Liberals, it's time to confront the biggest skeleton in your political closet: eugenics. Or so argues Jonathan Freedland in the Guardian. Back in the 1930s and 40s, major figures like George Bernard Shaw and John Maynard Keynes supported eugenics, the notion that disabled and poor people should be prevented from reproducing. "What was missing was any value placed on individual freedom, even the most basic freedom of a human being to have a child," writes Freedland.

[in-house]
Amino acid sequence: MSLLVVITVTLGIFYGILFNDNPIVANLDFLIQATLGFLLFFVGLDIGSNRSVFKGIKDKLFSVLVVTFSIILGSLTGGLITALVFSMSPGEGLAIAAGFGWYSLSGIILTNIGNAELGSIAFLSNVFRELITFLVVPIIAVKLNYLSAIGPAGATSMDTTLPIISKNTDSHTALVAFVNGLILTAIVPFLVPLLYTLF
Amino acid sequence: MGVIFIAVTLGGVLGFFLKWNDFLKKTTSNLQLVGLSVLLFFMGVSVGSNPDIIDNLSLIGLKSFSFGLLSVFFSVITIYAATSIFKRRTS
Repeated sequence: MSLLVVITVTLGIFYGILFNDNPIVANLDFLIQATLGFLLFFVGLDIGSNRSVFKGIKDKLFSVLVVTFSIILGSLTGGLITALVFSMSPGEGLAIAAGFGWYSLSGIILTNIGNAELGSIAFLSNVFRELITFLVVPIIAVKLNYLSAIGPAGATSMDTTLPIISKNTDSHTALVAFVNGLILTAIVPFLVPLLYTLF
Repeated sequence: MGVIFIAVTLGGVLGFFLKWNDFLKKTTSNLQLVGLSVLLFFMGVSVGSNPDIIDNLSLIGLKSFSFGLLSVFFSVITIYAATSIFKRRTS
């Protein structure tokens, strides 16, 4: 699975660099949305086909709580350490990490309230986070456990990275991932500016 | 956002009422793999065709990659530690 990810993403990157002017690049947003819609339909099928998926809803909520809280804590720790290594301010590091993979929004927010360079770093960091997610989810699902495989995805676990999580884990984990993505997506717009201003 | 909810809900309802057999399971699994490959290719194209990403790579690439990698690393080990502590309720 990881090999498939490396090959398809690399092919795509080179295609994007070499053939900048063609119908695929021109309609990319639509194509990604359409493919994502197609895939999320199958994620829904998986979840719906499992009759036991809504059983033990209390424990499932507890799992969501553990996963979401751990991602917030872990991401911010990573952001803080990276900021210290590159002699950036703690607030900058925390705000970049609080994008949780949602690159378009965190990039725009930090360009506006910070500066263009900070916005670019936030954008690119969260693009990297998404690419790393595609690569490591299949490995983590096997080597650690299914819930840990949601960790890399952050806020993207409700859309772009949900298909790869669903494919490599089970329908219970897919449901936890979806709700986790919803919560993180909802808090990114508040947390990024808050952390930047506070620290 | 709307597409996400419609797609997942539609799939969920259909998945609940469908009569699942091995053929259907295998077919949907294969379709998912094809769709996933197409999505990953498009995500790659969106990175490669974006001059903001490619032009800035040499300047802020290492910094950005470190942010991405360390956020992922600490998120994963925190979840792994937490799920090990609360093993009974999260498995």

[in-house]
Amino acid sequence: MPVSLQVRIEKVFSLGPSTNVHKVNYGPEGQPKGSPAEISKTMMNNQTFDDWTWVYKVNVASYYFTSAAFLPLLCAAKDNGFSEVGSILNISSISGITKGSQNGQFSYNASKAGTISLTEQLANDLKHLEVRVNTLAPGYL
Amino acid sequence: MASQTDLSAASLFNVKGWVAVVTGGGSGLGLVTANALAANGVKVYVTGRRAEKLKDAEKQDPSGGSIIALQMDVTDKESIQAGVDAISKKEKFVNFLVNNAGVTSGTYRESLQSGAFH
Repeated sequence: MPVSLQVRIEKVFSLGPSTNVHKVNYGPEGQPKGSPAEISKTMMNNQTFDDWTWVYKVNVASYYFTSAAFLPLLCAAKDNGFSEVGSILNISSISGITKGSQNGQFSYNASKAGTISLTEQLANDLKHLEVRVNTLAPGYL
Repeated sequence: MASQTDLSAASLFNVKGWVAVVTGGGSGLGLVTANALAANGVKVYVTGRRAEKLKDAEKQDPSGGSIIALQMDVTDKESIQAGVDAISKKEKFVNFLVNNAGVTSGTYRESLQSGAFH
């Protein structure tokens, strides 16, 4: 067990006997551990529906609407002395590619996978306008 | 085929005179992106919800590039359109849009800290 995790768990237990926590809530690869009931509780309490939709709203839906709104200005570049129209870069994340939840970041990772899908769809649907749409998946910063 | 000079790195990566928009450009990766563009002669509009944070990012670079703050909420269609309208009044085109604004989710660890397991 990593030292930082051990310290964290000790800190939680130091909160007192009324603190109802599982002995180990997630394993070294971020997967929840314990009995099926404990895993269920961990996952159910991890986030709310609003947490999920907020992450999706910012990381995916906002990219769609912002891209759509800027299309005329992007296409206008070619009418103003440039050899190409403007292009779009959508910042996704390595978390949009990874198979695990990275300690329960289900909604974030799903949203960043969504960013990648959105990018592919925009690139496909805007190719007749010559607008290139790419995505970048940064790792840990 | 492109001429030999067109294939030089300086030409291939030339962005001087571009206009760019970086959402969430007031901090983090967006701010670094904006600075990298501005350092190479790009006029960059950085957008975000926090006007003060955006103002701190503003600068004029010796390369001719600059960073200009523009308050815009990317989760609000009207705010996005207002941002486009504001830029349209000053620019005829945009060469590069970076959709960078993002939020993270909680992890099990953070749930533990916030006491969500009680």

Bizarrely, British intellectuals were drawn to eugenics "for what were then good, leftwing reasons." Their belief in science and progress led them to social Darwinism and planned selection: "And what could be more socialist than planning"? The horrors of Auschwitz later dispelled popular interest in eugenics, but as Freedland writes, progressives still "face a particular challenge, to cast off a mentality that can too easily regard people as means rather than ends. For in this respect a movement is just like a person: it never entirely escapes its roots."